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Technique

Illustrator CS2 or later

Adding perspective to maps
Mark Mayers shows you how to give flat Illustrator maps a third dimension by using the Free Transform tool and a custom perspective grid
Maps are all around us. They appear in both print and online, and sooner or later every designer has to produce one. A map graphic should be basic enough to provide recognisable road structures, without extraneous detail which could confuse the viewer. It must also be legible at the specified reproduction size. Illustrator has many features that help you create maps. In the first part of this tutorial you’ll learn how to draw a 2D map from a sketch. You’ll use type on paths, utilise Symbols and discover how global swatches can be a real time-saver. Finally, you’ll take an everyday brief a stage further by creating a faux-3D effect with a perspective grid, and master Illustrator’s precarious Free Transform tool to achieve predictable results every time – rather than relying on the built-in 3D Effects.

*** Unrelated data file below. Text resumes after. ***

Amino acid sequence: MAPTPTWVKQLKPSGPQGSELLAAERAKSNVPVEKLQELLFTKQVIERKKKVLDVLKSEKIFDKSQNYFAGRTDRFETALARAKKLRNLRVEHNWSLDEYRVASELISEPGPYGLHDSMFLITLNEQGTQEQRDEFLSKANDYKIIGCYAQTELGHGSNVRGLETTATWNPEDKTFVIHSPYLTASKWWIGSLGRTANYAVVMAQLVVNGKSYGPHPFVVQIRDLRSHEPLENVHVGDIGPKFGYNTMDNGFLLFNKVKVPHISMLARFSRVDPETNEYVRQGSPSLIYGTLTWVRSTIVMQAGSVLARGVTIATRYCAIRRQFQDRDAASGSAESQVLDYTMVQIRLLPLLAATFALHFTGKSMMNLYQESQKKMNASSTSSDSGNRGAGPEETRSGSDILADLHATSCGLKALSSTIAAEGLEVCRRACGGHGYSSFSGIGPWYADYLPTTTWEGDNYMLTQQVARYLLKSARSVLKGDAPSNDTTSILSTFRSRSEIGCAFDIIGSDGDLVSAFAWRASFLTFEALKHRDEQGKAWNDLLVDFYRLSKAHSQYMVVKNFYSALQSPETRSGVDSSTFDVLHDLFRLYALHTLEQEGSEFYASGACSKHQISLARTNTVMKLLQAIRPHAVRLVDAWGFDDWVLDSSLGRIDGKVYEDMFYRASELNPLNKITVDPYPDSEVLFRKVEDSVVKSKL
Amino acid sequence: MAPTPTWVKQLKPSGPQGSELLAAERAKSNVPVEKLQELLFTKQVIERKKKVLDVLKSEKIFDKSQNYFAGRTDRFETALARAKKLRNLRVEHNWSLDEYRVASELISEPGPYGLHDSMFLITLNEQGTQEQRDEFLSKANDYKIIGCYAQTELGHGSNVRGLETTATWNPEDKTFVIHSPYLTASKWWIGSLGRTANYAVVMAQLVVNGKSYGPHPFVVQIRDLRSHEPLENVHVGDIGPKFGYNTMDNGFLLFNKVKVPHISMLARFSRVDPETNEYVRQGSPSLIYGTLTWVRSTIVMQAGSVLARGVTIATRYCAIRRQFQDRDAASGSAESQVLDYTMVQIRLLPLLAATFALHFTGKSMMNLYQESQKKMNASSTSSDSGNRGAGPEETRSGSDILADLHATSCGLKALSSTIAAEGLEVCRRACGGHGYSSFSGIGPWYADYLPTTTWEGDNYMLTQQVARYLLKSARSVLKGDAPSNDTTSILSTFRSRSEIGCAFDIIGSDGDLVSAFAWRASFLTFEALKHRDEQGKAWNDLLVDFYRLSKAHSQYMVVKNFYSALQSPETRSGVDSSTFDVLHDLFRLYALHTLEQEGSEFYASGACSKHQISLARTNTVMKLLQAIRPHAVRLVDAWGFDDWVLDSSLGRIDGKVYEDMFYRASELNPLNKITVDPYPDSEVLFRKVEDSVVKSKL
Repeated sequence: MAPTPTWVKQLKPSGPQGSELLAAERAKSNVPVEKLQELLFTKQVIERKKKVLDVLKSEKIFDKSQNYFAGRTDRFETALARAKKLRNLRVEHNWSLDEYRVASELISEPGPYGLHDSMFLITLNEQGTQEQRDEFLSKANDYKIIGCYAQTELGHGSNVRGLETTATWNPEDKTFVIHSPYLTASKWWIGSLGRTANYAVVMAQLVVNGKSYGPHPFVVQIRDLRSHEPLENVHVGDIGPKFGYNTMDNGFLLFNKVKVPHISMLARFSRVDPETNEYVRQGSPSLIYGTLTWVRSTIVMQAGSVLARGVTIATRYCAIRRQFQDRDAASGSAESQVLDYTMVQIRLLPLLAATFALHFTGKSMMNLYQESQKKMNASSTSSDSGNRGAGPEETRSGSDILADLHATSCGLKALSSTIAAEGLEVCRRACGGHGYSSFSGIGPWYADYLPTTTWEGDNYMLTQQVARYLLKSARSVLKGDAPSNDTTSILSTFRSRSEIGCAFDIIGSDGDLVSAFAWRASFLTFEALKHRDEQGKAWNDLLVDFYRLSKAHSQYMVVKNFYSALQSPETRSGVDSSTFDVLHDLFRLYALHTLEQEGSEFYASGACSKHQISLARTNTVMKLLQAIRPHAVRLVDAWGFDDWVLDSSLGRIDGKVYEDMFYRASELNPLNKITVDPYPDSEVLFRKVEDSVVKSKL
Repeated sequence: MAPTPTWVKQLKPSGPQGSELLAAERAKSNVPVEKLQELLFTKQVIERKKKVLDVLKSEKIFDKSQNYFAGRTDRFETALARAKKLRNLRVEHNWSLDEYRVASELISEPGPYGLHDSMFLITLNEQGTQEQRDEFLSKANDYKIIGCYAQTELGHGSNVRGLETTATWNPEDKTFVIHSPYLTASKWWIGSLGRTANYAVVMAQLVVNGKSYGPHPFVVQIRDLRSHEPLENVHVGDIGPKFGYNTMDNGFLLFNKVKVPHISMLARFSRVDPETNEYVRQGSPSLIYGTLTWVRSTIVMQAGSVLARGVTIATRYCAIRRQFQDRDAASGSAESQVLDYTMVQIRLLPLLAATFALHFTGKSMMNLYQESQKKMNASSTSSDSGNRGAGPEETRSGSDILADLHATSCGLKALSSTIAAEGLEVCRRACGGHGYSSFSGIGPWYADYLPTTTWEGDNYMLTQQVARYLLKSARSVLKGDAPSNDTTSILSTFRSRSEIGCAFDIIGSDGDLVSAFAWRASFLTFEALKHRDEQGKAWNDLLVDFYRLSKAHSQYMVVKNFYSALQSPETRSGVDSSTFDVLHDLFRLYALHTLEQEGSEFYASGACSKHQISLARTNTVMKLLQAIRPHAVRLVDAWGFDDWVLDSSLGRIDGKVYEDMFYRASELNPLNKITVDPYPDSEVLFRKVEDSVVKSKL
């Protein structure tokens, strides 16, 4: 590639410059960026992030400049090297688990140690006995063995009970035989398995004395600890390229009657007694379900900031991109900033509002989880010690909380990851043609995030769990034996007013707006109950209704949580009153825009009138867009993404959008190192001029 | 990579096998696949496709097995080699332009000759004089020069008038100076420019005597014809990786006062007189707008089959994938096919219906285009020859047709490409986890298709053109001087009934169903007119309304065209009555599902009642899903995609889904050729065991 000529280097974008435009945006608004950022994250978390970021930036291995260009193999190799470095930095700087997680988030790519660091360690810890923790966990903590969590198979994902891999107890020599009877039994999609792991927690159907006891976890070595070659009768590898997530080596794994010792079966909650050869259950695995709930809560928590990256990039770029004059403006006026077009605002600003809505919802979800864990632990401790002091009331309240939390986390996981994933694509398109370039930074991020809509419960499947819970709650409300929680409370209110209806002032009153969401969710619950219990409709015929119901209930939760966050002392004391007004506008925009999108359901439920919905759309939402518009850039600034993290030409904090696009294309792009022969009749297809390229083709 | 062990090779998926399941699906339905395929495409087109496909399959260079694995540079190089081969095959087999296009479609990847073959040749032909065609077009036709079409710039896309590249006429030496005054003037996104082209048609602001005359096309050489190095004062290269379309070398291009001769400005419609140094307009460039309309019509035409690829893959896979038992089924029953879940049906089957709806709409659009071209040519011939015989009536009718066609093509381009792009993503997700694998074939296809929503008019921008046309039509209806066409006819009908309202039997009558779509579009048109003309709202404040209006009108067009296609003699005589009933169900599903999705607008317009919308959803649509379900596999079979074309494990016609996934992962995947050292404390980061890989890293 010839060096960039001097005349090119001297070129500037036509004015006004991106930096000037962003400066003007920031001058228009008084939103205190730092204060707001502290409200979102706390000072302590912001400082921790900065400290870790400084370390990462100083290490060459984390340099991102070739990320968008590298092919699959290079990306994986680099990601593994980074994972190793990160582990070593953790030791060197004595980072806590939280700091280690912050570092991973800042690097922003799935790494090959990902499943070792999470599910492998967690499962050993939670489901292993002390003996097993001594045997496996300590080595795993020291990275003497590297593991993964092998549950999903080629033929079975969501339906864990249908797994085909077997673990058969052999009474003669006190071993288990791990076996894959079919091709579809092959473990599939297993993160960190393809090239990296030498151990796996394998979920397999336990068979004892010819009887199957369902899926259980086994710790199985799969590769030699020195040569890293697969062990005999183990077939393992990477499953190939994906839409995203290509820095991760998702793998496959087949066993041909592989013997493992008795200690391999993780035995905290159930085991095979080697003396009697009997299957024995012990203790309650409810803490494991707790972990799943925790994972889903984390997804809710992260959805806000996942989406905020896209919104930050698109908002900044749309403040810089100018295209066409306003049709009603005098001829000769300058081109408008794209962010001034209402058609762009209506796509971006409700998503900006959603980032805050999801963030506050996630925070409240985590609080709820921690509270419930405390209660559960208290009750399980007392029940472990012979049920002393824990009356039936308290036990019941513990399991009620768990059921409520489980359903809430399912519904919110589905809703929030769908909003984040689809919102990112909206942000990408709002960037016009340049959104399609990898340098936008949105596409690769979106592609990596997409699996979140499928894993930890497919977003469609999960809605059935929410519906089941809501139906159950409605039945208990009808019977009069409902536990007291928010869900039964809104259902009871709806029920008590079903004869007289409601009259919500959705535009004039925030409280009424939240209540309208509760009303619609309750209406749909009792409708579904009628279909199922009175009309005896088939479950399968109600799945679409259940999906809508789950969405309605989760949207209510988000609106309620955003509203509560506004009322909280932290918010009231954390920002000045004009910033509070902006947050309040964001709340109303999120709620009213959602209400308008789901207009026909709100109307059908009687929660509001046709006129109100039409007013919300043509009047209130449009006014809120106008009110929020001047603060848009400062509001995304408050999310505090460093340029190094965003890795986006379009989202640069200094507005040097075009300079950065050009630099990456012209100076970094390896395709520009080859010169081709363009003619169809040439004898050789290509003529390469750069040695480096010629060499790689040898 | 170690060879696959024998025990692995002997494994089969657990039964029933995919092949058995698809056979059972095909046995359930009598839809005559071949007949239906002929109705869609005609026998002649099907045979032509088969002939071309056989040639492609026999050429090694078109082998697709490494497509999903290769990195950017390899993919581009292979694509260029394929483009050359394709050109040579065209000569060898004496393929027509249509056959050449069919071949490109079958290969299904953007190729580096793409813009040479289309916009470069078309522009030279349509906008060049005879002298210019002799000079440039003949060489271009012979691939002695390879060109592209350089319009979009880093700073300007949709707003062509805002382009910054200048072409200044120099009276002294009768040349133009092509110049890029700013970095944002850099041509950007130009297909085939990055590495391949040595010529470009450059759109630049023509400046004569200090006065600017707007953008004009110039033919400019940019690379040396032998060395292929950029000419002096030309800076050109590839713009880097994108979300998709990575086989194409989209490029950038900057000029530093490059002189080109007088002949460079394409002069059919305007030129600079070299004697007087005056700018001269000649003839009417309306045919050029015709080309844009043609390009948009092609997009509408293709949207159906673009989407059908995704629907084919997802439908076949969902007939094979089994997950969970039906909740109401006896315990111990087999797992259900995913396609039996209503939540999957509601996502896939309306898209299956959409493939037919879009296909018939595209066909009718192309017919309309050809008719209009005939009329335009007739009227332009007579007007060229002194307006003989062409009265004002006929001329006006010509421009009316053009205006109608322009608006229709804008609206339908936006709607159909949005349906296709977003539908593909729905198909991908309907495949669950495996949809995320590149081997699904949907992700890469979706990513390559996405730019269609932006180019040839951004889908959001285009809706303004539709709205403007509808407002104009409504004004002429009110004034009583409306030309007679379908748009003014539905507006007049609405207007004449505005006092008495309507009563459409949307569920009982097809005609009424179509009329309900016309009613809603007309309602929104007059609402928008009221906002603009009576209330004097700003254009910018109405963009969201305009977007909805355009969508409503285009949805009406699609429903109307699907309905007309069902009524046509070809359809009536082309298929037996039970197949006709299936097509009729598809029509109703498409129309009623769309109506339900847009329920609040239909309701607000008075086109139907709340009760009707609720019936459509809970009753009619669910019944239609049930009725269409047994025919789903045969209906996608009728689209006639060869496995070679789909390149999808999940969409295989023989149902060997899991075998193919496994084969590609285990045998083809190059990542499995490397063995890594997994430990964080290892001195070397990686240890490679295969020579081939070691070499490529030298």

Mark Mayers An awardwinning illustrator and designer based in Cornwall, Mark Mayers will be sharing his expertise this year at the MIDA Expo in Malta with MetalFX seminars and workshops – to find out more about MetalFX, see page 81. More of his work can be seen at www. markmayers.co.uk.

On the disc Mark’s initial sketch and final Illustrator file can be found on the disc in Disc Contents\ Resources\mapping.

Time needed 5 hours for a complex map Skills Global swatches Type on paths Perspective grids Using the Free Transform tool

Computer Arts August 2008

www.computerarts.co.uk

ART151.tut_5 88